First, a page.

When the check engine light in your vehicle flashes, comes on and stays on, or comes on intermittently, you must make a decision about what to do. Should you keep driving? Pull off the road and call a tow truck? Or call your shop for suggestions about what to do?
Knowing about the system on your vehicle that controls the check engine light and how it works can help with the decision making process. Fear of the unknown can make life very uncomfortable, especially when it relates to our vehicles.
Check Engine System Introduction
In the 1980’s the On-Board Diagnostic (OBD) system was introduced to lower vehicle emissions and help auto repair technicians diagnose and repair computerized engine systems on our vehicles. The computerized systems would turn on a check engine light if a problem was detected.
In 1996 the government mandated new cars and light trucks have a more advanced OBDII system. This computer engine control system would monitor components that affect the emission performance of a vehicle to ensure it is running correctly so exhaust pipe emissions will be at a minimum.
If there is a problem with one of the monitored systems the check engine light (Service Engine Soon light) may come on to alert the driver that a problem has been detected.
Components or systems that can cause the light to come on:
- temperature sensors, gas caps, engine misfire and running rough, speed sensors, air flow sensors
- broken or loose hoses, lines or caps
- lack of recommended maintenance of vehicle systems causing them to not operate as designed
Should you stop driving when the Check Engine Light comes on?
The light coming on is intended to inform the driver of a possible need for service but is not telling you to stop driving.
There are a number of reasons for the light to come on and a number of different ways the light will display depending on the type of fault that is detected.
- Light on and staying on – the vehicle seems to run okay, with no noticeable problems. It is okay to keep driving. The light may not be on the next time you drive, or it may stay on for several trips before it goes out. If it stays on you should schedule an appointment with your shop.
- Light flashing – a flashing check engine light indicates there is a fault that can harm one or more of the components on your vehicle. It is recommended to safely pull off the road and stop the vehicle. Many manufacturer’s would recommend having it towed to a shop. If it was not flashing too long you can shut the engine off, restart and try again. If it flashes again you should again pull over and call a tow truck.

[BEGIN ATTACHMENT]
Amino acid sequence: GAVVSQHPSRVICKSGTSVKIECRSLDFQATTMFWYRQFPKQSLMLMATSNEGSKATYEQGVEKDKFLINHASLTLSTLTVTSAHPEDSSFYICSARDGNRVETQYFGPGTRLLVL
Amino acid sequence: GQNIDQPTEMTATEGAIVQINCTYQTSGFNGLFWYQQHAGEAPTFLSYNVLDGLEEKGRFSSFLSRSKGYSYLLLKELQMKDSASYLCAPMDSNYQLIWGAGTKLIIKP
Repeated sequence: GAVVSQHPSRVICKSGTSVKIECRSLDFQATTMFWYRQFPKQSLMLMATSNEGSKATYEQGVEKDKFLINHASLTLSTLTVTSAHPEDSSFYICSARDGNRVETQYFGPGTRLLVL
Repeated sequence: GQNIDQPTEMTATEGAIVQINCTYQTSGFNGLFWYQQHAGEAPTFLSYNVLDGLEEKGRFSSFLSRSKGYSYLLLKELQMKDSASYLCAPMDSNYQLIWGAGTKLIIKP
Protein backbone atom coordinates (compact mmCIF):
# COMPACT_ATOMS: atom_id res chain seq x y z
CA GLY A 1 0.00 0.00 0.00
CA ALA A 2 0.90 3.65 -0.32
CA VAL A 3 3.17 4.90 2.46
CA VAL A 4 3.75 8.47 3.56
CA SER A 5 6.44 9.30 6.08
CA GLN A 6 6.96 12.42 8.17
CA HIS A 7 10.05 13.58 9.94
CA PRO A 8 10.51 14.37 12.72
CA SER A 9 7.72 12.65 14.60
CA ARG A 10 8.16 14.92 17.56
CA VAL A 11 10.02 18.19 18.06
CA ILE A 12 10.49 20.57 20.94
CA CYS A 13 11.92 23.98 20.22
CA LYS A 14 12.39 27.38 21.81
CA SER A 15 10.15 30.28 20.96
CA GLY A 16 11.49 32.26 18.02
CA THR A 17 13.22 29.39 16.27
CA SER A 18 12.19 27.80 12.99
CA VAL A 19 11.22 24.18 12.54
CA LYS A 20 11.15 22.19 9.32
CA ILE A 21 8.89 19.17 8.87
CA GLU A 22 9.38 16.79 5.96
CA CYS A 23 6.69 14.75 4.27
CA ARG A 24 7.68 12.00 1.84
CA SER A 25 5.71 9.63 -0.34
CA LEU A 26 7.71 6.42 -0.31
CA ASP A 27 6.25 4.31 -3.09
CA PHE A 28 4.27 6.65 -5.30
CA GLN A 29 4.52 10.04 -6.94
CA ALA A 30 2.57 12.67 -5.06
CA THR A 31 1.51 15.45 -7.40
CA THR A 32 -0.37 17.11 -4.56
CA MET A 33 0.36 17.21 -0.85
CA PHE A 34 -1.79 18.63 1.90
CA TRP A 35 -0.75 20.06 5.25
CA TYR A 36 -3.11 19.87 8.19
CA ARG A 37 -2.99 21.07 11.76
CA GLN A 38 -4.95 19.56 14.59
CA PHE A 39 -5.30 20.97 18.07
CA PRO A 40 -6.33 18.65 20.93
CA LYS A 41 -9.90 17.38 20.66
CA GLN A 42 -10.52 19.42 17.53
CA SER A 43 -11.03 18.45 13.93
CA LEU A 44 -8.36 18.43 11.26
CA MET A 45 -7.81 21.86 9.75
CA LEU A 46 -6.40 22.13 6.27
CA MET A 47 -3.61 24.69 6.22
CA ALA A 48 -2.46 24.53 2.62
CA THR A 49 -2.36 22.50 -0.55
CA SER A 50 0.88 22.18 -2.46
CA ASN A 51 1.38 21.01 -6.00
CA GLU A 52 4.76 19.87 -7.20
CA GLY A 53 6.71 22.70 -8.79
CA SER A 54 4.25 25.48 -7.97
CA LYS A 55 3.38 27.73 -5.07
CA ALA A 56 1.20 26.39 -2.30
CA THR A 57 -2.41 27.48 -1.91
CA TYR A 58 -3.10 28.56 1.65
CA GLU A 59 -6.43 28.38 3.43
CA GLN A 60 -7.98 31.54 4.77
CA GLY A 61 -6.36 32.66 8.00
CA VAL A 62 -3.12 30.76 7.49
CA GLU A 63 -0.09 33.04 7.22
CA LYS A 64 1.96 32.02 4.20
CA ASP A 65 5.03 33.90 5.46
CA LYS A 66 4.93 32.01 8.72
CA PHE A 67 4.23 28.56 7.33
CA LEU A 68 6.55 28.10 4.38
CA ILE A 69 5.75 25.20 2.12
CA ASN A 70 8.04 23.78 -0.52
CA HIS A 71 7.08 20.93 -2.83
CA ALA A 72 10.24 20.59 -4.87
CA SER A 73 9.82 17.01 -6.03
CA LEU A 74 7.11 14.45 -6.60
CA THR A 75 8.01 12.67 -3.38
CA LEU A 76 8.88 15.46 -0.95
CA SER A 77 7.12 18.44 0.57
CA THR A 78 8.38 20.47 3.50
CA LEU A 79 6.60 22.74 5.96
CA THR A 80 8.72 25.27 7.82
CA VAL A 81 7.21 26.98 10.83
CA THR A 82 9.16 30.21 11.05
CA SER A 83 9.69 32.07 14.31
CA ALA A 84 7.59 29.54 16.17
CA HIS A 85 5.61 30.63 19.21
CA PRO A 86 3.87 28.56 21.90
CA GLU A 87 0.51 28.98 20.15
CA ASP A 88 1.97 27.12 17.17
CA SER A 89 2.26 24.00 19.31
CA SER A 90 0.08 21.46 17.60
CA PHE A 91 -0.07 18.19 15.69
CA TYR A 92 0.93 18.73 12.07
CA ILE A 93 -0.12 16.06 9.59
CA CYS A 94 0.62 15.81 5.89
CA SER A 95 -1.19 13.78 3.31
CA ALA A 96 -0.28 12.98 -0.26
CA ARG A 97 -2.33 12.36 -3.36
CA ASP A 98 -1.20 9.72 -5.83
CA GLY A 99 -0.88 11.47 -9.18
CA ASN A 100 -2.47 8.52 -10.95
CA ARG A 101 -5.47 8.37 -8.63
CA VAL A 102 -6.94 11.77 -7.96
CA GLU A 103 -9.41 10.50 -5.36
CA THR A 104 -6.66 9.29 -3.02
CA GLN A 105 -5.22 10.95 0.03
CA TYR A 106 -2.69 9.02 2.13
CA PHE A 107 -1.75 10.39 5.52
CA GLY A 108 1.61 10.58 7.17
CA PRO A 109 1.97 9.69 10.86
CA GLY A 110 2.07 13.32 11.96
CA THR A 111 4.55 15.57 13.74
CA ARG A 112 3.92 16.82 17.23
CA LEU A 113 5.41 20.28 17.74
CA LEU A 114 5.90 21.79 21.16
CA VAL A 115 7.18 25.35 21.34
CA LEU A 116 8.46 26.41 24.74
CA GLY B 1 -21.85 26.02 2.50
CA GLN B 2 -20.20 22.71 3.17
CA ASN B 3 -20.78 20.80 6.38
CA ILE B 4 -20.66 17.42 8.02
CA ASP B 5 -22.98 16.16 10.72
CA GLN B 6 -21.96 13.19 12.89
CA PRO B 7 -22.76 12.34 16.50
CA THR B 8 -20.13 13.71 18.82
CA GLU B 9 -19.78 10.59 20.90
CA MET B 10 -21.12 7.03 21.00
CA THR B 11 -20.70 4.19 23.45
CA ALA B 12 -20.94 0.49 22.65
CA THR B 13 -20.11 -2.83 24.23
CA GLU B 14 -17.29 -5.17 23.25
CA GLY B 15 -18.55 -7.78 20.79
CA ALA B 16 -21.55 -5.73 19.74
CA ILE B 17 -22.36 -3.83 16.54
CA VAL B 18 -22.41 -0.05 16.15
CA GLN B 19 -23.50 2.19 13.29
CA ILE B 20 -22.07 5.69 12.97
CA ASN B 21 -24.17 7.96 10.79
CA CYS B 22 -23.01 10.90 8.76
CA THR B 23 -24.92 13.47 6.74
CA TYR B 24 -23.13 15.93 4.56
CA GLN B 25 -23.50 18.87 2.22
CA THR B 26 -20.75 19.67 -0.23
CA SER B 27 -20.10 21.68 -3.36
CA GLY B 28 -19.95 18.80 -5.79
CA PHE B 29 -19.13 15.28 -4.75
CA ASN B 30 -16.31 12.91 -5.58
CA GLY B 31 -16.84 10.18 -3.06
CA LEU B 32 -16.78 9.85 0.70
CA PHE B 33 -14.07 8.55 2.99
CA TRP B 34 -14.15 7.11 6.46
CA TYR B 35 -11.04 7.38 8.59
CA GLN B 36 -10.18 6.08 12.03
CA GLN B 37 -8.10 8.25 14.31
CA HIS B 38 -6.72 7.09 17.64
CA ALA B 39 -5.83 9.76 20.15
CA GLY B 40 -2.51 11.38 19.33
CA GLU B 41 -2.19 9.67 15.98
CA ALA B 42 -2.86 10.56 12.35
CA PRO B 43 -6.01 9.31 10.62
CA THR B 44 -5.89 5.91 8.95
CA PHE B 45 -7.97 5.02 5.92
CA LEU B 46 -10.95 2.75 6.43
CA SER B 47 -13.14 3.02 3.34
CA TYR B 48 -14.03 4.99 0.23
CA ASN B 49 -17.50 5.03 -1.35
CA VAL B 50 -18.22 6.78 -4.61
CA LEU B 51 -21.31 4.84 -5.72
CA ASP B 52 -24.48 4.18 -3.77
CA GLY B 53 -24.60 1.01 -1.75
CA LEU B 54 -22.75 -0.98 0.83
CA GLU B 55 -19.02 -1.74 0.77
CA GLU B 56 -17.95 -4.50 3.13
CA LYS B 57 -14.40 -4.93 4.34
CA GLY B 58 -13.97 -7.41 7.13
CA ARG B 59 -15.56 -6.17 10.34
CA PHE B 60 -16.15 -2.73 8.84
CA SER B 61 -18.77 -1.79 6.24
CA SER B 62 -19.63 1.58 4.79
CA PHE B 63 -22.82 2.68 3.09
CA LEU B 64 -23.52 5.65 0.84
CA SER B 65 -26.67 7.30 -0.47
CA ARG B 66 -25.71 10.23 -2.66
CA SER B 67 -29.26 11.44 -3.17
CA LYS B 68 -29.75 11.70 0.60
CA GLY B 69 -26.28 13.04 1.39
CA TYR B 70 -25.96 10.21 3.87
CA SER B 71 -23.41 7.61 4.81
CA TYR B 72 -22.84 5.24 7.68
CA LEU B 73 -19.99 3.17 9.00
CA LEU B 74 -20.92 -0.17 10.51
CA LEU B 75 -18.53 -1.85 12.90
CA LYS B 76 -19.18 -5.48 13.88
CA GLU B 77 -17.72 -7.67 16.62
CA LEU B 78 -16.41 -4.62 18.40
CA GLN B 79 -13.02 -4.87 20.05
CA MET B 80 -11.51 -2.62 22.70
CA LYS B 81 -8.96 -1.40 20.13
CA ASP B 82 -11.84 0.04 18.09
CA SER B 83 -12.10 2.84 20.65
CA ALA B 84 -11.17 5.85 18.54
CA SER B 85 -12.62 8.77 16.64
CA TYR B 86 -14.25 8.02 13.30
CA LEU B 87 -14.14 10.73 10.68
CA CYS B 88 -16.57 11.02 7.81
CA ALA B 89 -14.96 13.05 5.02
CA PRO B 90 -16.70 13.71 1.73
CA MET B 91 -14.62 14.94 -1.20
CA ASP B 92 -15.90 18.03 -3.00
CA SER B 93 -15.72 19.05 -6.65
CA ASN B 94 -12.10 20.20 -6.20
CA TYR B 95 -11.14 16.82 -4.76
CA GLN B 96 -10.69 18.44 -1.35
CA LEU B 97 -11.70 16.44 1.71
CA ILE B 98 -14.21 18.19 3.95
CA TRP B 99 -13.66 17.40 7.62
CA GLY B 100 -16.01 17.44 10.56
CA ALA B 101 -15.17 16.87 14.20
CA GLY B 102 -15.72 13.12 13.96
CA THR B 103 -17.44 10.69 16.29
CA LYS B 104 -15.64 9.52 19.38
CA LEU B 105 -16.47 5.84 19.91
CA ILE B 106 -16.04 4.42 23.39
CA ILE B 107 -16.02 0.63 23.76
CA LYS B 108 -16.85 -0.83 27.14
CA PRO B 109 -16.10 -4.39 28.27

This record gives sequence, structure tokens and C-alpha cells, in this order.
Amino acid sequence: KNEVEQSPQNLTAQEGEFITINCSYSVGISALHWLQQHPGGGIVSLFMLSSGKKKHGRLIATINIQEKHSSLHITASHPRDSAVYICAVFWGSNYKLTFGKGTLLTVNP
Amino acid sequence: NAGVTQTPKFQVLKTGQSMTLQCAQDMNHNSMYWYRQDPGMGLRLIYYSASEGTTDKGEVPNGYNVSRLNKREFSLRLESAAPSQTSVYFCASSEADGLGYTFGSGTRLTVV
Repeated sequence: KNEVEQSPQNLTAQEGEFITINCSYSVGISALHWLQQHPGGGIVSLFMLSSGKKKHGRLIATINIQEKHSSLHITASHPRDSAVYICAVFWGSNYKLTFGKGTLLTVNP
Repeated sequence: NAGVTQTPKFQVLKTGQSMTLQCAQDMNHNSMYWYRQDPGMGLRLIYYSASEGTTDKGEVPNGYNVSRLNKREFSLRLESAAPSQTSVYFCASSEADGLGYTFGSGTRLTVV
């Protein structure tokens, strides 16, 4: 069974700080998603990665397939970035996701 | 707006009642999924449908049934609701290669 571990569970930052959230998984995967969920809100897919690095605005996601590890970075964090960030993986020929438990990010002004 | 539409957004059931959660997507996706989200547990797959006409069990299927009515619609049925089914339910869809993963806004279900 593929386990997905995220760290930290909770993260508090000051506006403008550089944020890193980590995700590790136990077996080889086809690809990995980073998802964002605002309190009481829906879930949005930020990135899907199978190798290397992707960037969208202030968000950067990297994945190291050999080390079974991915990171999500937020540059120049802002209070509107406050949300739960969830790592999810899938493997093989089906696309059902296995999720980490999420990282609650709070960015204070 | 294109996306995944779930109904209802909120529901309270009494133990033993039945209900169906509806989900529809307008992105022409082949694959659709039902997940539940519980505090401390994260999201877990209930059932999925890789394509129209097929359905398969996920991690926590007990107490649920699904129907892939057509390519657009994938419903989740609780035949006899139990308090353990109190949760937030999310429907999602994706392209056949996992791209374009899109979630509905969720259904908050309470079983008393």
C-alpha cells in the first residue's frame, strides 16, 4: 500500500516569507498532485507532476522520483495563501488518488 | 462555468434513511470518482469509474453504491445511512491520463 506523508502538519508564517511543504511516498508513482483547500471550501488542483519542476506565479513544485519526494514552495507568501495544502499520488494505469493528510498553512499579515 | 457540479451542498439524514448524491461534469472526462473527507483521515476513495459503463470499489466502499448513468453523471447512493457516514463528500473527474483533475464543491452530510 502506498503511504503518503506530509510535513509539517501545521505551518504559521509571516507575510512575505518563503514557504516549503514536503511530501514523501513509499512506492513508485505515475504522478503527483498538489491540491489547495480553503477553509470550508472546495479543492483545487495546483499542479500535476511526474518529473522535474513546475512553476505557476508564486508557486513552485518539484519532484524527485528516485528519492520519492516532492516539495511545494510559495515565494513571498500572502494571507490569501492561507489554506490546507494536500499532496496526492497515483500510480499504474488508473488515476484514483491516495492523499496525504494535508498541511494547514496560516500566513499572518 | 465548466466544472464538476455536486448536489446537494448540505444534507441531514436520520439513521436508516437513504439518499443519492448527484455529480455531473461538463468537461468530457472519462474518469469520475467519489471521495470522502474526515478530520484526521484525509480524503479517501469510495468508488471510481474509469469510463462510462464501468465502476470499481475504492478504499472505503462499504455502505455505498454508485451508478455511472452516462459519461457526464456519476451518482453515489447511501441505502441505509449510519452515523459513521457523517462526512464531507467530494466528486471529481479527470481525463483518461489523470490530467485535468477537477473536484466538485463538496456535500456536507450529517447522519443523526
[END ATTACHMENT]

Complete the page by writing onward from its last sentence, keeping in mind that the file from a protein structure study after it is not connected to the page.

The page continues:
- Light intermittently coming on – as long as it is not flashing and the vehicle is running okay you can keep driving. If the problem persists the light will stay on. If it is an intermittent condition the light at times may not be on. Schedule a visit to your shop to have it diagnosed.
Don’t worry if the light is not on when you take your vehicle in. When the light comes on the computer retains a “history code” that can be retrieved by the technician even days after the light has gone out.
Why does the shop tell me to drive the vehicle after they clear a code?
A technician who is working on your vehicle will clear the code from the system if he does not find a reason for the light being on, or if he finds and fixes the problem.
The vehicle will then have to be driven under certain conditions to allow the system to run all its readiness monitors. If the fault is corrected or the light does not return after the monitors run, the vehicle is fixed. If the check engine light returns the problem still exists.
Specific driving conditions or “drive cycles” must be met before all the monitors can run. This may take a day or more of driving.
You do not want to pay your auto repair shop to drive your vehicle when you can do it for free, especially if it will take a day or more of driving.
For more information about the on-board diagnostic system and to access frequently ask questions refer to this Environmental Protection Agency website.
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